5 Tips for Optimizing Audio File Size
At some point or another, everyone should learn how audio files work. This knowledge may seem trivial or unimportant, but it can come in handy when recording music, creating a podcast, or optimizing your music library.
This article will explore the various factors affecting audio quality and audio file size. Finding the perfect balance between the two isn’t easy, but you should know enough to feel comfortable experimenting on your own by the end.
Note: To put this knowledge into practice, you’ll want to get a free audio editor like Audacity or any alternative. Learning about these tools is beyond the scope of this article.
1. Sampling rate
In real life, sound is a wave. When someone speaks or claps their hands, what you actually hear is a change in pressure that travels through the air and eventually hits your eardrums.
But how to capture this sound and convert it into digital data? We cannot just record the complete sound wave as it is; instead, we need to take periodic “snapshots” of the sound over time. When you play it all in sequence, you get a rough recreation of the original sound.
Each snapshot is called a to taste, and the interval used between each snapshot is called the sampling rate. To define them, it is the number of digital snapshots taken per second in an audio file by an analog-to-digital converter. The sampling rate is measured in Hertz, so it can be expressed in frequency.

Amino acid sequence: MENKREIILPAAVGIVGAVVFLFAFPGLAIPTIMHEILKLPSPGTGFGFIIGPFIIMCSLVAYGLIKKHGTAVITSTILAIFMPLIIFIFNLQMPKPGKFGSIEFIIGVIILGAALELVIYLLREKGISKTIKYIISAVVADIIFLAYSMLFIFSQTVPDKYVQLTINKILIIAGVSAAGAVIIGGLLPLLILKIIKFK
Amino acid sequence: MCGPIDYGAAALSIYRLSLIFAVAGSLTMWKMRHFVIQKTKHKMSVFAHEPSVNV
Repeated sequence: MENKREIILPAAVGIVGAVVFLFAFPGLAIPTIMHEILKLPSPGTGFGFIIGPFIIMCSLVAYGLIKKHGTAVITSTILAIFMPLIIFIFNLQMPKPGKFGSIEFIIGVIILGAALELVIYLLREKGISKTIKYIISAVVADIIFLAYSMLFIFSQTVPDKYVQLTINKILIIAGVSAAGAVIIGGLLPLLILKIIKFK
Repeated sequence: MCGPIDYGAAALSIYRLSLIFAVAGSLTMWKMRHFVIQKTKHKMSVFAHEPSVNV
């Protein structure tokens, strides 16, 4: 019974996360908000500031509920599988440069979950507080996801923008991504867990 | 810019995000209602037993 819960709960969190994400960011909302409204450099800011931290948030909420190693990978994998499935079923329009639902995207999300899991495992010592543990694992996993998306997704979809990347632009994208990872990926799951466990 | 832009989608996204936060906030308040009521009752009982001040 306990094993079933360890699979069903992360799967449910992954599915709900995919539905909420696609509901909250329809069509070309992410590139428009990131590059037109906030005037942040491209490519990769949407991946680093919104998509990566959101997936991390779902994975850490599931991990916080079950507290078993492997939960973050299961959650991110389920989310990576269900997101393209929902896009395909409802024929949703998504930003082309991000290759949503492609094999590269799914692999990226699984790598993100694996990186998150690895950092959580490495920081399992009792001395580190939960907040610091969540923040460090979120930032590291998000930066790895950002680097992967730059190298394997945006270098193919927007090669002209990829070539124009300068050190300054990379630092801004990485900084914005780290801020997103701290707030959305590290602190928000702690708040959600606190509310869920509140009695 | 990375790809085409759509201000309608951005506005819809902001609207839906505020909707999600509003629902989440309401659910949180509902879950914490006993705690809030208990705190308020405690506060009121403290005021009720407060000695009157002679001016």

The shorter the interval, the faster the frequency. Faster frequencies produce more accurate recordings but also require more data to store every second of recorded sound.
For example, CD-quality audio uses a sample rate of 44.1 kHz (or 44,100 samples per second), while TV and DVD-quality audio uses a sample rate of 48 kHz. Considering a 10 minute uncompressed mono audio recording, the former might be 51.7MB while the latter would be 56.3MB.
You can go down to 32kHz for voice-only recordings and not experience much loss in quality, but stick with 44.1kHz if music is involved or you need the highest quality. A drop to 22.05 kHz will sound more like AM radio.
2. Bit rate
Bitrate is not the same as sample rate. Many people tend to confuse the two, but it’s important that you don’t. First of all, if the sample rate corresponds to the frequency at which snapshots of the sound are taken, the bit depth corresponds to the amount of data recorded during each snapshot.
To illustrate this, imagine a sound wave as a stream of water, and you try to capture (ie record) that water with a bucket. Sample rate is how often you dip your bucket into the stream, while bit depth is how big your bucket is. The bit depth measurement is in bits. For each bit increase, the recording precision doubles.
The higher the bit depth, the more data captured per sample. This leads to more accurate recording at the expense of more space required to store this data.